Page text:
Thursday, October 29, 2015

For some, College IS a waste of time

Walter Williams writes
"A good part of our higher education problem, explaining its spiraling cost, is that a large percentage of students currently attending college are ill-equipped and incapable of doing real college work. They shouldn't be there wasting their own resources and those of their families and taxpayers."
Absolutely true. For many students, a well-paying blue-collar job is all they want, and all they will want from life.  And that's OK.

But Williams doesn't stop with that:
Another CCAP essay by Vedder and his colleagues, titled "From Wall Street to Wal-Mart," reports that there are "one-third of a million waiters and waitresses with college degrees." More than one-third of currently working college graduates are in jobs that do not require a degree, such as flight attendants, taxi drivers and salesmen. Was college attendance a wise use of these students' time and the resources of their parents and taxpayers?
Well, no, not if you leave it at that.  Why is the assumption that all those college graduates are stopping there or that the jobs that don't require a degree are anything other than temporary?

Why are you making the assumption that college was useless for them just because they are accepting a job at the low end of the scale? This used to be called "working your way up the ladder" and perhaps some few of the waiters and and taxi drivers were looking to remain there permanently, but all of them?
Colleges should refuse admission to students who are unprepared to do real college work. That would not only help reveal shoddy primary and secondary education but also reduce the number of young people making unwise career choices. Sadly, that won't happen. College administrators want warm bodies to bring in money.
More importantly, why must college be the default?

So many people are being told that college is the only option for post-high-school 18 year-olds. It shouldn't be the default.

Not every kid belongs there ...
  • right now ... maybe a couple of years from now, when he's more mature, has gotten a job and realized that he wants more?
  • perhaps a technical school, certification program?
  • at all .... not every kid has the chops to get a college degree ... and that's okay. Honesty in self-evaluation used to be considered a sign of maturity. Not every kid wants to spend $80k to get a degree when he could just start being a woodcarver/artist, logger, mechanic, plumber, heavy equipment operator, welder ... just like his dad.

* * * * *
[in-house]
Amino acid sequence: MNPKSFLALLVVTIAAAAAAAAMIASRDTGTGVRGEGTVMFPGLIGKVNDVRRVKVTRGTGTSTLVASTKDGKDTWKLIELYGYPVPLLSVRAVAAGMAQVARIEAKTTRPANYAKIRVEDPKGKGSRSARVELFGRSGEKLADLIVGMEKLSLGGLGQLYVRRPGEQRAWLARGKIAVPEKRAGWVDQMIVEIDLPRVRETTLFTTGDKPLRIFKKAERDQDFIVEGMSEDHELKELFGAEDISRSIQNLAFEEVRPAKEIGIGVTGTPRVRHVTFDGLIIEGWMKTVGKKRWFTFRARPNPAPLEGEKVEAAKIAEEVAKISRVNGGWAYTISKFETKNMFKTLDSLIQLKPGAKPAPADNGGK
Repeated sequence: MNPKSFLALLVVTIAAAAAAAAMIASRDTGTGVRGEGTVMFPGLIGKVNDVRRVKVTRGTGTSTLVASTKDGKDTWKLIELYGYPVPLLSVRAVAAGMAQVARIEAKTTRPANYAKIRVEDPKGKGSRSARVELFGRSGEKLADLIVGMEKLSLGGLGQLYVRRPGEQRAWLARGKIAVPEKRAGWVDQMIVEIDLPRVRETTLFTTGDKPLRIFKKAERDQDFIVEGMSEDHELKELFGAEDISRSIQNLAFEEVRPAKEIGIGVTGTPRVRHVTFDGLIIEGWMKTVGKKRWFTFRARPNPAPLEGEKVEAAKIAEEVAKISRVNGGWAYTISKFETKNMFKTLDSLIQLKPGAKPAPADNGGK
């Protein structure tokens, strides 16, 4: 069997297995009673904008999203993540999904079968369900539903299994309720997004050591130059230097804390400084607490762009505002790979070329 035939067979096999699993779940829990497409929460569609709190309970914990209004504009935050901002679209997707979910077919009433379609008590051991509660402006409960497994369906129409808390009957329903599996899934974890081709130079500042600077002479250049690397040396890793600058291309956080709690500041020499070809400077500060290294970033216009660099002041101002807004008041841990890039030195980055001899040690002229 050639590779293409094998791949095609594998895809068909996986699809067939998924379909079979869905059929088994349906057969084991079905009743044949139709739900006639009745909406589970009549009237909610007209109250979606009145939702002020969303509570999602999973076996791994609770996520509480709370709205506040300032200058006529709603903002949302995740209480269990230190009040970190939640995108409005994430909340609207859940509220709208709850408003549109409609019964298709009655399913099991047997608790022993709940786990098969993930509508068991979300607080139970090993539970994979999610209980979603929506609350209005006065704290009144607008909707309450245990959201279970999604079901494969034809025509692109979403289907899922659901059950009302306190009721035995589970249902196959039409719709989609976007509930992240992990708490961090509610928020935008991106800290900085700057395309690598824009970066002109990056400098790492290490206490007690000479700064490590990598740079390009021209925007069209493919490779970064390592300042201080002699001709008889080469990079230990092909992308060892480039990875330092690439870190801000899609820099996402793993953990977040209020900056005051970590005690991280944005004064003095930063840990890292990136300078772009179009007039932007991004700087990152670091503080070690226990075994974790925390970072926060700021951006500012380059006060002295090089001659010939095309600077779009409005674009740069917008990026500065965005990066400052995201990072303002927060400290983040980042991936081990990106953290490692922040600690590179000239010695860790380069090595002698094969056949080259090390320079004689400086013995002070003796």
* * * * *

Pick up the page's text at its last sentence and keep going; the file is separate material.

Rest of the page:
• not at this time because he doesn't have the money, but he's going to work for a while and save up.
Come on, guidance counselors.  Your job is to counsel the students on the best options that exist for them, not shoehorn them into some version of your fantasy student.

Monday, October 26, 2015

Lost Learning Time

This clown feels that he has the answer to our time crunch: teach bell-to-bell.

He calculates 5 hours a day of teaching; each 1 hour block takes about 5 minutes to get started and ends about 5 minutes early. Extrapolating out, he gets 10 minutes out of 60 minutes are "underutilized", 50 minutes per day, 250 minutes per week and 8700 minutes per year not utilized for learning. Okay, that's still 1/6 of the school year, or about 17% ... and it is a lot. I'm just not sure that the time can be re-couped so easily.

If you only have a couple of minutes to go from building to building or from floor to floor, there's no way that students can make the transitions if they are writing in their notebooks and not packing up until after the bell ring rings -- pack, walk, sip of water, pee break - walk, and barely make it to the next class.  Bell rings and most are still unpacking, getting out and starting up Chromebooks, etc.

Okay, so a few minutes start and finish. Meh. Just another fool extrapolating way too far ... like the people who calculate that time talking about football is somehow wasting billions of dollars per year in lost productivity.

But here's where it gets funny; here's where he failed miserably ... and where I'm not particularly sure the Good Doctor has been in a classroom recently.
"... and 8700 per year not utilized for learning. Now, let's be realistic and cut that number in half because we all know there are assemblies and other events that cut into learning time throughout the school year. That leaves us with 4,350 minutes of time not spent learning."
Cut in half?

Try "double it".  Assemblies aren't some magic eraser that makes those lost few minutes go away. Assemblies and field trips ADD to the lost time.
Sheesh, dude.

I'll pass, thanks.

Saturday, October 24, 2015

Grading and Homework

from Justin Tarte, one of the signals that there is a grading problem in your classroom is:
When talking with parents at parent teacher conferences (which honestly need a complete overhaul by the way) you find yourself telling multiple parents that their child would be doing much better grade-wise if they would just do the homework.
It struck me that there are two ways to parse this.

(1) That the child was not doing the homework and the homework is graded so the zeroes bring the grade down even though the student understood everything and could prove it ... OR
(2) that the homework is key to building automaticity and understanding, and that by not doing any of it, we shouldn't be surprised that the grade, which is a reflection of the understanding and ability to use the material in new ways (proficiency) was an indicator of that lack of proficiency.

Is it any wonder that I hate professional development that takes such a simplistic and uninformed statement and builds policy around it ... despite the ambiguity inherent in the statement?

"Stop grading homework!"
"Stop giving homework!"
"Homework is counterproductive!"
"Proficiency-based Grading explicitly rejects grading homework."

Leading to a blanket policy across the board:

Is this really a good idea?